We ran the model over a 1-year period to capture all costs and health effects relevant to control strategies implemented.

Simulations of the model were performed using Gillespie’s method and programmed in C++ language. The outcomes (number of CPE acquisitions, cost of intervention and incremental cost-effectiveness ratio (ICER; the ratio of the difference in costs to difference in health benefits)) were calculated after a period of 1 year and as an average of 5000 Monte Carlo simulations. We calculated also the percentage increase/decrease in the costs and the number of CPE acquisitions from the baseline to each control strategy.

Cost-effectiveness evaluation

The ICER between two strategies was defined as the additional cost of a specific strategy compared with the next least expensive strategy, divided by its additional clinical benefit (CPE acquisitions avoided). First, we sorted the strategies from the least to the most expensive. Then, we excluded the strategies that were dominated, it means that resulted in higher costs but less benefit, or had a higher ICER than that of a more effective alternative strategy. For the non-dominated strategies, we calculated the ICER and constructed an efficiency frontier comparing more costly, but more effective strategies.

Sensitivity analysis

We performed several additional analyses to assess the impact of our assumptions and parameter uncertainty on the model’s outcomes.

Deterministic sensitivity analysis

We first ran a univariate sensitivity analysis to consider the impact of a lower compliance with HH (60%/60%) in strategies with CP. Then we investigated the model with: (1) a reduced LOS of identified CPE cases (reduction by 50%), (2) a reduced LOS of one day for all categories of patients (that could be considered as home hospitalisation) and (3) with the LOS for unidentified CPE cases the same as for uncolonised patients (6 days). We also considered (1) a better identification of colonised patients in a risk-based screening at admission (90% vs 50% in central analysis), (2) higher prevalence of CPE carriage at admission (from 0.1%, to 1% or 5%) with less patients presenting with risk factors for CPE colonisation (20%). We then ran the model with a lower probability of colonisation, based on the another calibration [22].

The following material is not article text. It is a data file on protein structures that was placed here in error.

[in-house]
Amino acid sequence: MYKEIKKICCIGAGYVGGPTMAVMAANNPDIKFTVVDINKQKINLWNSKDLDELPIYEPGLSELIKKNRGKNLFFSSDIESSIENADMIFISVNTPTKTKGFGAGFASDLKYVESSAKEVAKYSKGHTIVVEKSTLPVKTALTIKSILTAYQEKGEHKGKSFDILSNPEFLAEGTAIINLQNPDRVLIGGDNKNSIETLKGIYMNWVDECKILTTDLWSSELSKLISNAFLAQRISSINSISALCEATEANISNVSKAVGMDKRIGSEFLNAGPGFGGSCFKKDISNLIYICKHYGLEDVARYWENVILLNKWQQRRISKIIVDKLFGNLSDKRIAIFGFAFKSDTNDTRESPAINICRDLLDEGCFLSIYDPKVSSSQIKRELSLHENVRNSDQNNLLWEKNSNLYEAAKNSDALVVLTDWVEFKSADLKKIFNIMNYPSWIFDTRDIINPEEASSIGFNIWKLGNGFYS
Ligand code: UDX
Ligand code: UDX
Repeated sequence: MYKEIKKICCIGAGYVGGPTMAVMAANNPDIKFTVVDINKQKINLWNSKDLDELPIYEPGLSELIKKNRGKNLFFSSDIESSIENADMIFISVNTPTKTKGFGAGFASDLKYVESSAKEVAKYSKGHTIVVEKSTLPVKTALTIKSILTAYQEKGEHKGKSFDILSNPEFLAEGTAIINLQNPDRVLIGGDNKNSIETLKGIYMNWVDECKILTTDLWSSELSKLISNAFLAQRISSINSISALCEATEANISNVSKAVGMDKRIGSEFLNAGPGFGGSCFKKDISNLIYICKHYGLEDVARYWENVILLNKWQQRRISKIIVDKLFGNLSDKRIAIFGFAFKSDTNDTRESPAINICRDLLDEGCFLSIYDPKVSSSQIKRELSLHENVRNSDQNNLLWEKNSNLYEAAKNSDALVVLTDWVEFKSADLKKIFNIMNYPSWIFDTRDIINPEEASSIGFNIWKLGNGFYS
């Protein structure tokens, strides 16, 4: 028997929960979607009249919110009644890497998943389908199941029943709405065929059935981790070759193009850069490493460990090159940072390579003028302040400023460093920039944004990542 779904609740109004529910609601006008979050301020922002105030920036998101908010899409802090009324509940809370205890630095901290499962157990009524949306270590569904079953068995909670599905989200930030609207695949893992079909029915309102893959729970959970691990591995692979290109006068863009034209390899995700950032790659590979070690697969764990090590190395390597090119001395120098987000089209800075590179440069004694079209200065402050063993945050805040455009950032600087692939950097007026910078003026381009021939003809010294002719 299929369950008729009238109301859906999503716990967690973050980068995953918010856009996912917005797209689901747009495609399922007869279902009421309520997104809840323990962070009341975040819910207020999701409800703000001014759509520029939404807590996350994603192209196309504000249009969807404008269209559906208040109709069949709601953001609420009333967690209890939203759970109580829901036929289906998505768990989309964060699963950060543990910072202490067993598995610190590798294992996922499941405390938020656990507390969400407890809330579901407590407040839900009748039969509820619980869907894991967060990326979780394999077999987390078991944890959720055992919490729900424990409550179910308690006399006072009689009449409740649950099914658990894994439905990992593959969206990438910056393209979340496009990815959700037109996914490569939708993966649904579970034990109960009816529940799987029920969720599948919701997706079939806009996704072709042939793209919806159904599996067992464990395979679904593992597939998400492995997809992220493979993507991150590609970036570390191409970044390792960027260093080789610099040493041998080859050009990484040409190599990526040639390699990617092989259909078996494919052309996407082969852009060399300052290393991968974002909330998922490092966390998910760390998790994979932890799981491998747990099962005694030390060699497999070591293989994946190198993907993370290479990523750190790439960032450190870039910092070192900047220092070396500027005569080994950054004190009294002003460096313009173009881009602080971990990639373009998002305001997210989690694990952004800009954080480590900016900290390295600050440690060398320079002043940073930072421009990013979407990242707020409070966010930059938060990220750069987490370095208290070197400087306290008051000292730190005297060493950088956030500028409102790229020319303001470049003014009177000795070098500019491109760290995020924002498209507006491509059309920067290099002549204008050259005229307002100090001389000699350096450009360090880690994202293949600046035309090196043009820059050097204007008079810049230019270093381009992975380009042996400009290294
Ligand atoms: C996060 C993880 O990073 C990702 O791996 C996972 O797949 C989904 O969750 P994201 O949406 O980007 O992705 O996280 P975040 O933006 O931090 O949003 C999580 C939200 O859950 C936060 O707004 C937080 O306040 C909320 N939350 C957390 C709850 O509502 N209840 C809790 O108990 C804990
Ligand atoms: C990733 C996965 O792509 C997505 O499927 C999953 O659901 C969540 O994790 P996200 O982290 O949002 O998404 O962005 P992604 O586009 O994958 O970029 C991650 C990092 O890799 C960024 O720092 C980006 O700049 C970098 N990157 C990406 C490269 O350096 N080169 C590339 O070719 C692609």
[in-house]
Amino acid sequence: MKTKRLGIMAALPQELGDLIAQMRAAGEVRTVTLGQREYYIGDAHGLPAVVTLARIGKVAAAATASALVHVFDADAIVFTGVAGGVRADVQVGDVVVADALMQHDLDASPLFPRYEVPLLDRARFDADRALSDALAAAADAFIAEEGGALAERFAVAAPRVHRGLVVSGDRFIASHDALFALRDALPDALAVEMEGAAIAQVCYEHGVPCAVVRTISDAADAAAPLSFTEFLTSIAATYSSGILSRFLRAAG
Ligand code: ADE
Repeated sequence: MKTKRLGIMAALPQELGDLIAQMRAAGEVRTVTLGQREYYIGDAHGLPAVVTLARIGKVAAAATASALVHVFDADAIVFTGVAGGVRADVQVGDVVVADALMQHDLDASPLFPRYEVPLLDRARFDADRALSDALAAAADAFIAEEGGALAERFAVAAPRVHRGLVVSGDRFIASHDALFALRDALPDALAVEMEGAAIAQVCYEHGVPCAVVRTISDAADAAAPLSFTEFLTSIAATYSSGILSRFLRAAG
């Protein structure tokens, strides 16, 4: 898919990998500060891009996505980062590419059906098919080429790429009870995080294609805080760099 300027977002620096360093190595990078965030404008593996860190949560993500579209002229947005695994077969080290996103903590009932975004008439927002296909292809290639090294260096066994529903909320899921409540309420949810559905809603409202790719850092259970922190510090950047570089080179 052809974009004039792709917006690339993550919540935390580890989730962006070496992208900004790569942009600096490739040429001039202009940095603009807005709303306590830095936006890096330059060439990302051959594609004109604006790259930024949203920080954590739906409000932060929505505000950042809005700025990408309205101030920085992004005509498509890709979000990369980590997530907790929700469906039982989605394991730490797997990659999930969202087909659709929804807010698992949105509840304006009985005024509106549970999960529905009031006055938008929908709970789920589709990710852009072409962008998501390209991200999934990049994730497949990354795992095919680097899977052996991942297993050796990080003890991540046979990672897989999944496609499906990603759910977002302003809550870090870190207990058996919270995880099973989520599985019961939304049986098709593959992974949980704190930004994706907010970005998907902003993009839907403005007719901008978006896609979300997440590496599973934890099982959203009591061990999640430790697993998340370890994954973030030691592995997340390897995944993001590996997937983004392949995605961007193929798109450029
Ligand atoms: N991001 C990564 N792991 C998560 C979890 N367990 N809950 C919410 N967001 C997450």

We also performed a cost-effectiveness analysis with the cost of a hospital bed day higher than our baseline value (900 € vs 500€). We ran the model with a modified initial condition and assumed that a CPE identified carrier was present in a ward at t0 (in the central analysis we had a CPE-free ward at t0). Finally, we compared the effectiveness of standard precautions with the targeted screening + contact precautions for a different the level of HH compliance.

Probabilistic sensitivity analysis

We performed a probabilistic sensitivity analysis to explore the effect of joint uncertainty across parameters (except strategy-specific parameters that were fixed) on the cost-effectiveness of strategies. In this analysis, we used triangular distributions for epidemiological or healthcare organisation parameters and gamma distributions for healthcare costs.